the net on the ground and pick through the vegetation accumulated in the
bottom of the net bag for your tiny quarry.
The shrimp go into a standard
small bait bucket or “minnow bucket” with latching lid, available at
most bait and tackle shops. Two versions of these plastic buckets are
available, one just the standard bucket and the other a ventilated
bucket that rests inside a larger bucket. The ventilated bucket design
makes water changes easy—just pull it out of the main bucket, let the
water drain, and then submerge it in the lake to refill it before
placing it back in the main bucket. You can also leave such a bucket in
the water, but some of the grass shrimp you catch will be small enough
to work their way out of the holes—ditto for draining the bucket if the
day’s catch of shrimp is running small. Grass shrimp are a hardy bait,
and only an occasional water change is needed to keep them healthy as
long as they are kept cool and out of the sun.
of both the small size of a sunfish’s mouth and the diminutive size of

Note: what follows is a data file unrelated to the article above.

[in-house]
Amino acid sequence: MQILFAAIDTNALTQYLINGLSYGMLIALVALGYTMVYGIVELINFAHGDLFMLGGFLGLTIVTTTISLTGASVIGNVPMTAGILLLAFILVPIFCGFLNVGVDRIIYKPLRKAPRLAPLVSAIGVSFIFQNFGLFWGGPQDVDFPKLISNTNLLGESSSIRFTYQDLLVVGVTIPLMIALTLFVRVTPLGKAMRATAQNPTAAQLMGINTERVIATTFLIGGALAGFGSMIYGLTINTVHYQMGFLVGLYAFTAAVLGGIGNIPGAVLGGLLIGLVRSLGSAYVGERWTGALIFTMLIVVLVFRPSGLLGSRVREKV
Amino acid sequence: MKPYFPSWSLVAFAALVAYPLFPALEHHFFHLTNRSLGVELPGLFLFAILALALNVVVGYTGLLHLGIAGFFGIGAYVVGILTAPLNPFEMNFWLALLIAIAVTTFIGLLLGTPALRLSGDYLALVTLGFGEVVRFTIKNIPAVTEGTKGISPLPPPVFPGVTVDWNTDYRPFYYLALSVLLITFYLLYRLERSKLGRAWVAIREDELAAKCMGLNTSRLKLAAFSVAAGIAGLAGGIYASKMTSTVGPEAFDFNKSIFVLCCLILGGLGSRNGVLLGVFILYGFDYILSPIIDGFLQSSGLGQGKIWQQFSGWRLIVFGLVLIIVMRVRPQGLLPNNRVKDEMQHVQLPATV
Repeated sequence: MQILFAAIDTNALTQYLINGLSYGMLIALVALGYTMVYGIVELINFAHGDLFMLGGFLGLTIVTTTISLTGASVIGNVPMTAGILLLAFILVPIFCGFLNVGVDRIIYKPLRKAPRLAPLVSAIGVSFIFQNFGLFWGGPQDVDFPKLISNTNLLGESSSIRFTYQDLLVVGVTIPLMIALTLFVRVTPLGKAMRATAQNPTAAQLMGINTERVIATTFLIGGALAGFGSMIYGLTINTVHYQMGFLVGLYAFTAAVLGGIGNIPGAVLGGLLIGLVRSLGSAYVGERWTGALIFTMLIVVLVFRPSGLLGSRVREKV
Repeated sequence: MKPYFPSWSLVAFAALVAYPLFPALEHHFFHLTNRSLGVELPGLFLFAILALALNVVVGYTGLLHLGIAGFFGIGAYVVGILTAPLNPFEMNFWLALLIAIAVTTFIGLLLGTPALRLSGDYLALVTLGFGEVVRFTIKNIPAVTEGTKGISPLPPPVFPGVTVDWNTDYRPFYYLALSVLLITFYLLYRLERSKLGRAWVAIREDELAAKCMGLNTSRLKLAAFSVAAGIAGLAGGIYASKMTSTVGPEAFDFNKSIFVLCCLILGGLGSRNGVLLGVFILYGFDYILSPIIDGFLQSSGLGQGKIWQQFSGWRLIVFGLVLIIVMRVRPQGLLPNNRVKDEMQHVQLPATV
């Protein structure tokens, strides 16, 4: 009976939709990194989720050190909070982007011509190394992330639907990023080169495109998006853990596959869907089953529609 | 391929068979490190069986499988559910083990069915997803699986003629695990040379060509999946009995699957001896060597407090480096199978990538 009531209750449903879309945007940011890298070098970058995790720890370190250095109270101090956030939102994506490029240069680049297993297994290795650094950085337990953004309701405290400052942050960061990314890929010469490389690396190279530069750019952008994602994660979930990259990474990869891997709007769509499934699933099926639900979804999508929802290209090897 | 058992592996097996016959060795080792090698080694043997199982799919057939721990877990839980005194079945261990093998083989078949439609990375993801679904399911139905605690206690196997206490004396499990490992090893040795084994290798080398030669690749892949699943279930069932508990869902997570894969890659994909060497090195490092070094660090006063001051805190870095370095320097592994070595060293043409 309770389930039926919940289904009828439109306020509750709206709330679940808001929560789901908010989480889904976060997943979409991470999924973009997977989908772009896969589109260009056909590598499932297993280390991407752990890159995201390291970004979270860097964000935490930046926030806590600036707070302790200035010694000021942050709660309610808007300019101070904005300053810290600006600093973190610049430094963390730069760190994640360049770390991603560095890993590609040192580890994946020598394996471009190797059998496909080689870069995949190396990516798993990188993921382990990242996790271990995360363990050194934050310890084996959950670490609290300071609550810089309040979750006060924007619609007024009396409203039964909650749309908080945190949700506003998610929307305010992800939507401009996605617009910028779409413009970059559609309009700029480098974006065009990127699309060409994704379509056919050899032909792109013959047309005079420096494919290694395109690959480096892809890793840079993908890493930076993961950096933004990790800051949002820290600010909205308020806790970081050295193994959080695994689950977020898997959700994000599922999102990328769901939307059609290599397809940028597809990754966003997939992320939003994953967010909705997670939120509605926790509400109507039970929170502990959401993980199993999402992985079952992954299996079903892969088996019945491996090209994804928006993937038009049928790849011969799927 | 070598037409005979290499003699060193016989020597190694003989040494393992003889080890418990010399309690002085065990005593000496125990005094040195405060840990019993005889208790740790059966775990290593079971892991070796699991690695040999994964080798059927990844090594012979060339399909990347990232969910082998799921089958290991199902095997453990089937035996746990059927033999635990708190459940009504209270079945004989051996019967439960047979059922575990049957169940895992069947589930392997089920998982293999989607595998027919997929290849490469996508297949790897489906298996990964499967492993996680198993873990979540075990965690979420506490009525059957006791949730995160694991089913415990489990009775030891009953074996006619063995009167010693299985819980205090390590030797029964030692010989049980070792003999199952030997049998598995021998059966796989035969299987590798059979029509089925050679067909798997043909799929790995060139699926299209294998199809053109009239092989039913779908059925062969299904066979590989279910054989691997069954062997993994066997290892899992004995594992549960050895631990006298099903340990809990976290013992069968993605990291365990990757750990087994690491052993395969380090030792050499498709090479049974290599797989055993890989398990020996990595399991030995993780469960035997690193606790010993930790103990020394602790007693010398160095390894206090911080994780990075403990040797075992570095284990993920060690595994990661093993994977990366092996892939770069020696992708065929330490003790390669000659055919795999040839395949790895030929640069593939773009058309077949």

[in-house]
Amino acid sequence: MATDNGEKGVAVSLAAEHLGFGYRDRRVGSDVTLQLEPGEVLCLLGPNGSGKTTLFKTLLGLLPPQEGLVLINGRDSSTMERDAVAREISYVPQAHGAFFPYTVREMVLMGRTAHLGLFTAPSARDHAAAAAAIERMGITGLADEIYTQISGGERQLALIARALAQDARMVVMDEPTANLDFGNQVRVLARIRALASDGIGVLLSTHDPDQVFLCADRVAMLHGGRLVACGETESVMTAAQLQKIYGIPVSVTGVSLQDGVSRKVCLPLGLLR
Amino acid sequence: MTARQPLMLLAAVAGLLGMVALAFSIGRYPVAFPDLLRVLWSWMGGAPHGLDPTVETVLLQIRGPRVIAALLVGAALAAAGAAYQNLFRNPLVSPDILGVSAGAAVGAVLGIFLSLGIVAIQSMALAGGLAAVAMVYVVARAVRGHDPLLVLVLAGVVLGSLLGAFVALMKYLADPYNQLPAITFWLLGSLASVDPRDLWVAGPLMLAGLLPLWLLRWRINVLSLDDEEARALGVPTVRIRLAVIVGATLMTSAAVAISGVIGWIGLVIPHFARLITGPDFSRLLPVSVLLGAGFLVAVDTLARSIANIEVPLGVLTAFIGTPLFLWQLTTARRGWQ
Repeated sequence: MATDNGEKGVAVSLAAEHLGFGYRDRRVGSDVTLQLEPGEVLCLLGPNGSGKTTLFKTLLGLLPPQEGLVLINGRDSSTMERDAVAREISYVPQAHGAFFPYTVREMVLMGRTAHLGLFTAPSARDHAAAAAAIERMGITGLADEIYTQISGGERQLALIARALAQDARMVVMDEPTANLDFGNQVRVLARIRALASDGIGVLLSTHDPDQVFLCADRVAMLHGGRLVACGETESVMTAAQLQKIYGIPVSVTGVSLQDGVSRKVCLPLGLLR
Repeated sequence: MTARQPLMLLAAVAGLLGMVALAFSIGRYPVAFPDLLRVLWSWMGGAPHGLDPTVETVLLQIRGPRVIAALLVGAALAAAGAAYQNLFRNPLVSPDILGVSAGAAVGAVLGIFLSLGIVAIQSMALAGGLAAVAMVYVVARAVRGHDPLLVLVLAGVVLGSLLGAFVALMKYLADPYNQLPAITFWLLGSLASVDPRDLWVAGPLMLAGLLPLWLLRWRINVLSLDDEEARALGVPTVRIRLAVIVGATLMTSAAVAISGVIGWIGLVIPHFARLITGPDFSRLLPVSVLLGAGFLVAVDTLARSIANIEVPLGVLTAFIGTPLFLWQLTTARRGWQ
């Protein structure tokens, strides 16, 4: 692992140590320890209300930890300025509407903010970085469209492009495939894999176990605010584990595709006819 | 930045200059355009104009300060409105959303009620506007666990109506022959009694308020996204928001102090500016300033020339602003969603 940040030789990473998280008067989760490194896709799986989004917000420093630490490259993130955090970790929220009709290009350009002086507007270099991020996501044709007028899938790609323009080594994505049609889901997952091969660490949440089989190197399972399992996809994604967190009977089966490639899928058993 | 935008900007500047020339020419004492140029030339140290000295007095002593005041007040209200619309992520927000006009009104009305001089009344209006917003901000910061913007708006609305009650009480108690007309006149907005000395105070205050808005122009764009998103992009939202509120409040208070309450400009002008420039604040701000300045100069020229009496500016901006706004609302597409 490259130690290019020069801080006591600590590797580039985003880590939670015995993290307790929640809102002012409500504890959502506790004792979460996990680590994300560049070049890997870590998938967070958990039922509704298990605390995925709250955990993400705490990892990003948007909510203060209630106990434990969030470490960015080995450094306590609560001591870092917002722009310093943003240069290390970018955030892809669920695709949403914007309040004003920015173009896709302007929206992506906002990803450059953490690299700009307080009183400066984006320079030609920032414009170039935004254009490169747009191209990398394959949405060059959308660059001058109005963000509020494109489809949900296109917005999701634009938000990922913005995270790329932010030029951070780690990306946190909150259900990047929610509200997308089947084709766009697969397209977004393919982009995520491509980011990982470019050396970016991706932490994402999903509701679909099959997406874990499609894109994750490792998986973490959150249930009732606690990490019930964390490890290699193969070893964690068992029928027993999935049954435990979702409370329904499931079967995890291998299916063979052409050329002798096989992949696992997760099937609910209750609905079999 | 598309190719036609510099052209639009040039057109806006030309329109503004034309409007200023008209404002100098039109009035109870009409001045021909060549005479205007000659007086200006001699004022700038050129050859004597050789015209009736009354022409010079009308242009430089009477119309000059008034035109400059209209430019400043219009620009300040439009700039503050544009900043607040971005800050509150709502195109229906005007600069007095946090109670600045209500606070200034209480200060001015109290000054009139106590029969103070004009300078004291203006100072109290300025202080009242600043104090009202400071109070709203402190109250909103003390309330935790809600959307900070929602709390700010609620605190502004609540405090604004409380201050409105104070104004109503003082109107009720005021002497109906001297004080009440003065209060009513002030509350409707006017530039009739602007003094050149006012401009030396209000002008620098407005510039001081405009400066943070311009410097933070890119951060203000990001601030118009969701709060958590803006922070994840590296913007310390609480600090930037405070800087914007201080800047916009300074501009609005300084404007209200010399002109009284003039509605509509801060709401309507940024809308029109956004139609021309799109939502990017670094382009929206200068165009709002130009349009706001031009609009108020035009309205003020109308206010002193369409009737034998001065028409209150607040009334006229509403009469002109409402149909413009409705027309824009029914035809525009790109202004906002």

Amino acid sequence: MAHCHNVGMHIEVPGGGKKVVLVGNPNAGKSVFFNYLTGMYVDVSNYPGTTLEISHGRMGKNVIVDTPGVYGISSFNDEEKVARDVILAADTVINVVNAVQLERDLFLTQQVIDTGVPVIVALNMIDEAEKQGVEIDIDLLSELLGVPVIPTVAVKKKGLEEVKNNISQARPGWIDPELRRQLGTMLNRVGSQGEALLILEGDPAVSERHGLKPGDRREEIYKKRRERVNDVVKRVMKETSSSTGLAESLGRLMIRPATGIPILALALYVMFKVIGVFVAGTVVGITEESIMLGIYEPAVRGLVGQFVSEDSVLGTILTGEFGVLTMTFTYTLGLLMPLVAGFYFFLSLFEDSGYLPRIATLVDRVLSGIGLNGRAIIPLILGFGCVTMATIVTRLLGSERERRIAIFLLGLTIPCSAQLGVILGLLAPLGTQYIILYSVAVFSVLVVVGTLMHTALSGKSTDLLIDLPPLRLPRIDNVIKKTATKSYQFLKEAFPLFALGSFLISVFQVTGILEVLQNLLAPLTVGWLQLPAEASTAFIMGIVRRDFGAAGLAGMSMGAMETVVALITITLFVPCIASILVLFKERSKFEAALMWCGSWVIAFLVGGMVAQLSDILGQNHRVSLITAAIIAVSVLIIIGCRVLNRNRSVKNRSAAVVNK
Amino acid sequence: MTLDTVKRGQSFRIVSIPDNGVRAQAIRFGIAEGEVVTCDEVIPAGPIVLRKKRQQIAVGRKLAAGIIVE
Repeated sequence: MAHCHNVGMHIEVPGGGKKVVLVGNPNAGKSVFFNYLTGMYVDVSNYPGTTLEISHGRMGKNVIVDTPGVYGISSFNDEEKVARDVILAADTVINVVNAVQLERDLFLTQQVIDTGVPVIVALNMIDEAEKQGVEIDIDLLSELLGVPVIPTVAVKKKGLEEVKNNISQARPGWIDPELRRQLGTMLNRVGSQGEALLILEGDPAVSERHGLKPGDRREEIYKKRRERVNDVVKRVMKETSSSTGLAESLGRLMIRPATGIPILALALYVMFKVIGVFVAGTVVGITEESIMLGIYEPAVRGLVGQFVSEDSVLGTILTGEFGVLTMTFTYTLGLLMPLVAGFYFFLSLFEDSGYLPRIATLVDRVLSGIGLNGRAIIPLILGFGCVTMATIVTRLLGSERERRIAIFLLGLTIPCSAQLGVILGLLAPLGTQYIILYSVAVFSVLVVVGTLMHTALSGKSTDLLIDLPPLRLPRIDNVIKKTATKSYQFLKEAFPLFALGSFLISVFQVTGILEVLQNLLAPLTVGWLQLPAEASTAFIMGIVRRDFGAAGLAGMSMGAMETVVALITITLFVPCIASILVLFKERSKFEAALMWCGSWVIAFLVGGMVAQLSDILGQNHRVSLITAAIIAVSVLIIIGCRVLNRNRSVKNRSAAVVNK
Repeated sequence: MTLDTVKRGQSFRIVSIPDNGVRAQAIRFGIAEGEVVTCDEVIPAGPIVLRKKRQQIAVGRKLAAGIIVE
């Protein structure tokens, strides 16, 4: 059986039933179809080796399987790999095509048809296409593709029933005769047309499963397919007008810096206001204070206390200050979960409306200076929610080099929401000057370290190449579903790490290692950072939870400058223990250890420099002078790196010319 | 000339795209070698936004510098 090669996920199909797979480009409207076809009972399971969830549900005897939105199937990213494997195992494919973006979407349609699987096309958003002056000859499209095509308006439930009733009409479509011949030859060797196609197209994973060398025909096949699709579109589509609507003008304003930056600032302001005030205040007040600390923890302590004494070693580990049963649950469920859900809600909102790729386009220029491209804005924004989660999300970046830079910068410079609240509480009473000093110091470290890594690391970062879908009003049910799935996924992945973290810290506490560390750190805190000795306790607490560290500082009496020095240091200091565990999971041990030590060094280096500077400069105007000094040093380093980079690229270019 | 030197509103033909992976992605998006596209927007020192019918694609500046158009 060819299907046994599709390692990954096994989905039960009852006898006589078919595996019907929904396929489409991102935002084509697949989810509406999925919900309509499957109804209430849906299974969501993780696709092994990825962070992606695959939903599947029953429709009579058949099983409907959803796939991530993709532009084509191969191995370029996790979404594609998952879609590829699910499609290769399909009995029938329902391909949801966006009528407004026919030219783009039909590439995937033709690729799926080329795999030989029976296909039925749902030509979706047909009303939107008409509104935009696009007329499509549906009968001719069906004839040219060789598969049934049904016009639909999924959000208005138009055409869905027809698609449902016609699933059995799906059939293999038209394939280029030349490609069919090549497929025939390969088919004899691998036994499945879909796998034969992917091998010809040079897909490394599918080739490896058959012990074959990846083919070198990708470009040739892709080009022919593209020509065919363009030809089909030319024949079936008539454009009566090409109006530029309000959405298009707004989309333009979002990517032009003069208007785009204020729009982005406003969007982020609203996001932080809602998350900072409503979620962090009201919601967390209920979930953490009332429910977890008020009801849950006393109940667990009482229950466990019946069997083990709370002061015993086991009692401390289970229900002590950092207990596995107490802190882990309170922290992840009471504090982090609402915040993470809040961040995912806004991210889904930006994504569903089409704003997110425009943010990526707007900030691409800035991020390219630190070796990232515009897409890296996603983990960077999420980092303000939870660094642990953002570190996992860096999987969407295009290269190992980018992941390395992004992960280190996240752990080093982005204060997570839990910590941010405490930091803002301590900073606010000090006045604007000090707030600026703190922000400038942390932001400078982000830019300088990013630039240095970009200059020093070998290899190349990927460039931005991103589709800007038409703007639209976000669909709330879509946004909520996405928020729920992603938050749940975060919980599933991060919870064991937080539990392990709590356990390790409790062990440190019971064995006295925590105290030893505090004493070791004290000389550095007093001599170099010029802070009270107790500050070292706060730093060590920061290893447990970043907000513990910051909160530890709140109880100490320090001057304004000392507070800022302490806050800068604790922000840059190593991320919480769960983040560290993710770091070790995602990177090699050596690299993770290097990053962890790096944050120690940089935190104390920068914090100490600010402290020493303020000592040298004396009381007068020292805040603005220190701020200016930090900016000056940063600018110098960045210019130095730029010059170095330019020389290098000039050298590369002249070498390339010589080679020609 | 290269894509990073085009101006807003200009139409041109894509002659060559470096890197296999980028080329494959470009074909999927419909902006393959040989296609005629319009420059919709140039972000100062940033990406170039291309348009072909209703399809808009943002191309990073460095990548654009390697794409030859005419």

the grass shrimp, use a #8 or #10 Aberdeen hook when fishing shrimp for
sunfish. Hook the bait through the bend in the tail. Keep your bobber
equally small; it takes almost no flotation at all to suspend a grass
shrimp. One-inch, cylindrical foam bobbers work well. These also put up
little resistance when a wary sunfish takes the bait; it will be more
likely to hang onto the shrimp rather than dropping it. Position the
bobber about three feet above the hook for starters, but adjust for a
deeper presentation if you don’t get any bites pretty quickly. Use a
tiny split shot to sink the shrimp to the desired depth.